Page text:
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Report Writing Law Enforcement II
Objectives The student will be able to: Define the different types of reports and their functions. Identify what makes a good police report. Investigate a burglary case and write a report on it. Compose a report on an aggravated robbery case as part of a multiple choice test. 2UNT in partnership with TEA, Copyright ©. All rights reserved.
Observation An important skill in law enforcement Keen observation allows for effective description A report might begin in the squad car and end in the Supreme Court UNT in partnership with TEA, Copyright ©. All rights reserved.3
Purpose of Reports They provide a source of information while police carry out an investigation ◦ Allows passing of the case from one officer to another ◦ Provides factual record eliminating duplication ◦ Is a requisite for the proper preparation and presentation of a case to the district attorney and to the court UNT in partnership with TEA, Copyright ©. All rights reserved.4
Purpose of Reports (continued) Help a department stay organized ◦ The memory system of a department ◦ Written, permanent record of all department business Are an administrative necessity; most official forms of communication are completed using reports UNT in partnership with TEA, Copyright ©. All rights reserved.5
Purpose of Reports (continued) Other purposes ◦ The basis for maintenance of identification and criminal records in Austin ◦ Aid in recovery of lost or stolen property ◦ Contain information used to apprehend criminals ◦ Used in civil suits ◦ Provide factual data to combat ill-advised or unreasonable demands on police ◦ Furnish information to the news media UNT in partnership with TEA, Copyright ©. All rights reserved.6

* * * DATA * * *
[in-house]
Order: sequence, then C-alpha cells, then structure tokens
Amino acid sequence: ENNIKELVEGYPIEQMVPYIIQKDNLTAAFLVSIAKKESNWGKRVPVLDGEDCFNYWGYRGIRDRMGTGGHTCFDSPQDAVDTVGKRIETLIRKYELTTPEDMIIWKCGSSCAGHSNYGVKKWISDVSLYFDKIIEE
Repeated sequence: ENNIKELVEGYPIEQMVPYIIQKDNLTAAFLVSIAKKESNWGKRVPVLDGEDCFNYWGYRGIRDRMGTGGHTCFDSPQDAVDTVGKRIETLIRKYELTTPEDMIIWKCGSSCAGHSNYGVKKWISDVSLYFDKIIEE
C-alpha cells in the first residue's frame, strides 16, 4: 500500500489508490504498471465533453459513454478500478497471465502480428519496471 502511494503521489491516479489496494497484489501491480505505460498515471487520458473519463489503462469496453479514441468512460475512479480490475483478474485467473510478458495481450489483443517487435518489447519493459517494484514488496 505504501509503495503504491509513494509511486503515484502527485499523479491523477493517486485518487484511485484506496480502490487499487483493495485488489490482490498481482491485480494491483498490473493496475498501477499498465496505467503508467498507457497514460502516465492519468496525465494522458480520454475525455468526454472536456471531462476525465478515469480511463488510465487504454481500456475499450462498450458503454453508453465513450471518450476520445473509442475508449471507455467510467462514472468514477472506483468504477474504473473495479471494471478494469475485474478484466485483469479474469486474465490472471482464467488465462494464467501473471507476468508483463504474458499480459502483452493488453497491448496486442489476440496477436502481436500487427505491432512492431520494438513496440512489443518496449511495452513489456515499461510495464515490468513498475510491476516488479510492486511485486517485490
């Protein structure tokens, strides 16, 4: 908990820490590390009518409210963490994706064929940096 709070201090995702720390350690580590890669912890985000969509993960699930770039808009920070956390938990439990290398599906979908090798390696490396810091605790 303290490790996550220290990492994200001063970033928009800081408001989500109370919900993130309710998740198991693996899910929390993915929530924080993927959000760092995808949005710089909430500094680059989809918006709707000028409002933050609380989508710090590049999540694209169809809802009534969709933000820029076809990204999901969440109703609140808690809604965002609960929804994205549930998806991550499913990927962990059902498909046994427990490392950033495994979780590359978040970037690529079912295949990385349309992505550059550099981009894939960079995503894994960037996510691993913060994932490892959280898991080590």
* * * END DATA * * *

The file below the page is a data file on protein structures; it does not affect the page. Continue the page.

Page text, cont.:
Initial Reports Arrest reports Incident reports ◦ For documentation purposes only Offense reports ◦ Begin the investigation of criminal matters Initial reports ◦ Written by the assigned officer covering the initial investigation, which lay the foundation for the whole case UNT in partnership with TEA, Copyright ©. All rights reserved.7
Supplemental Reports All reports other than the initial report Written by an officer, other than the one assigned, about his or her participation in a particular case Concerned with follow-up work performed by inspectors, detectives, or investigators Submitted in connection with the investigation by specialists such as fingerprint technicians, photographers, drug lab analysts, etc. UNT in partnership with TEA, Copyright ©. All rights reserved.8
Attachments Crime scene photos/sketches Notes Other documents filed with the case report UNT in partnership with TEA, Copyright ©. All rights reserved.9
Styles of Reports Narrative ◦ Most widely used ◦ Written in a logical manner or sequence Chronological ◦ Events written in order of occurrence ◦ Time element is of prime importance Specialized ◦ Summary of reports about specialized law enforcement and police problems ◦ May be either narrative, chronological, or both UNT in partnership with TEA, Copyright ©. All rights reserved.10
Essential Report Qualities Clear and complete sentences Proper grammar Detailed descriptions UNT in partnership with TEA, Copyright ©. All rights reserved.11
Rules for Description Describe things without assuming Use vivid language Look for distinguishing marks, color, size, shape, texture, location, type, etc. Paint a picture of a place with words UNT in partnership with TEA, Copyright ©. All rights reserved.12